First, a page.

Women have long been at the forefront on “Game of Thrones,” but so far in the show's still-new seventh season, they seem to be dominating as never before.
Perhaps others have made this observation previously, but the role of women in positions of power on “Game of Thrones” practically marks this show as a landmark of the women's movement.
Please pardon me in advance for not knowing every last detail about “Game of Thrones.” I have seen almost every episode since the show began, but that does not mean I am capable of remembering who's who, what has happened or what is likely to happen.
But after two episodes so far in the new short, seven-episode season, it is becoming clear that we seem to be headed for a climactic battle between the show's two most powerful and ruthless women.
They are, of course, the dragon queen Daenerys Targaryen (Emilia Clarke, above left) and Cersei Lannister (Lena Headey, right).
The arms race is already on. Daenerys and her top aide -- Cersei's estranged brother Tyrion (Peter Dinklage) -- are hard at work forming alliances with other kingdoms to help in the planned invasion.
Meanwhile, Cersei's side is developing a new super-weapon that just might be capable of neutralizing Daenerys' dragons, which heretofore have proven invincible.
But it's not just the two queens who are stepping up their game this season. Sansa Stark (Sophie Turner), for example, was a shrinking violet in past seasons.
But this season she has just been appointed as temporary ruler of the North by the King in the North himself, Jon Snow, while he leaves to negotiate an alliance with Daenerys.
And then there is young Lyanna Mormont, played by 13-year-old Bella Ramsay, whose performance is otherworldly. As Lyanna, she commands attention in meetings of the grizzled, male officers of the Night's Watch, including Lord Commander Snow.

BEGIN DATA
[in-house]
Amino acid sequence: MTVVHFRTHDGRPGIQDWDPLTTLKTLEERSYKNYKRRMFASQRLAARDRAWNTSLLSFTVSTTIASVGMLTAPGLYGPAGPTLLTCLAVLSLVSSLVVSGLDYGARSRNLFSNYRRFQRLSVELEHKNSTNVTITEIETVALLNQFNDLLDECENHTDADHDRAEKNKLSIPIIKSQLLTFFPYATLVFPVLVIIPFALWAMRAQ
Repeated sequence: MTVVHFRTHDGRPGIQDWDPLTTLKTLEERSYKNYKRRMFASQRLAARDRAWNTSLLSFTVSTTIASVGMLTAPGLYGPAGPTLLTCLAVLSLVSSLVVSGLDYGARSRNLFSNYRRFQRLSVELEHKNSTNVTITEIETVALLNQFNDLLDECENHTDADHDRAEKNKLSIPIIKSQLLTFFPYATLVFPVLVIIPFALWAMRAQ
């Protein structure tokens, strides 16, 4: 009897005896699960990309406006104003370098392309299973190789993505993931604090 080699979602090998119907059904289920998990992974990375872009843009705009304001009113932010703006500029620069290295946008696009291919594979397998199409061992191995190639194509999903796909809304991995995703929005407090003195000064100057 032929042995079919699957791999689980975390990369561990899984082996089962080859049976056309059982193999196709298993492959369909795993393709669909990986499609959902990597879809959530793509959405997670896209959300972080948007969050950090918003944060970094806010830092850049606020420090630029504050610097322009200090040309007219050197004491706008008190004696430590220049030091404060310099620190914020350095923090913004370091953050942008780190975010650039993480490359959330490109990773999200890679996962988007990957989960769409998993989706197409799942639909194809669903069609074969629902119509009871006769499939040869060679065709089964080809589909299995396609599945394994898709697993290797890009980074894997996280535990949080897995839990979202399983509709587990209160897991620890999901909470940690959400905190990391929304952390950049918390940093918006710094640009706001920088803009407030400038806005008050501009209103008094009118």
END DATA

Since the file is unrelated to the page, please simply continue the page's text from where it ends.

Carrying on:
Who else? Diana Rigg as Olana Tyrell, Maisie Williams as Arya Stark, and certainly the imposing woman knight, Brienne of Tarth (Gwendoline Christie). Has there ever been a female character like her on TV -- or anywhere else for that matter? I think not.
Although I possess a reasonable level of confidence where my skills at TV criticism are concerned, I don't feel I have the same facility for social commentary.
Thus, I don't feel comfortable making observations about whether or not the primacy of women in authoritarian leadership positions on “Game of Thrones” bears any resemblance to trends underway here in the real world.
For one thing, I can think of no female dictators or female monarchs in the real world who wield the kind of power projected by Daenerys and Cersei.
Maybe their real-world counterparts are to be found in the business world, where some hard-charging female CEOs might be inspired by the take-no-prisoners attitude displayed by the warring queens of “Game of Thrones.”
Whether or not women are in charge now in the real world, they are certainly in charge on “Game of Thrones” doing what men do: Pursuing power and conquests, making war and wreaking havoc.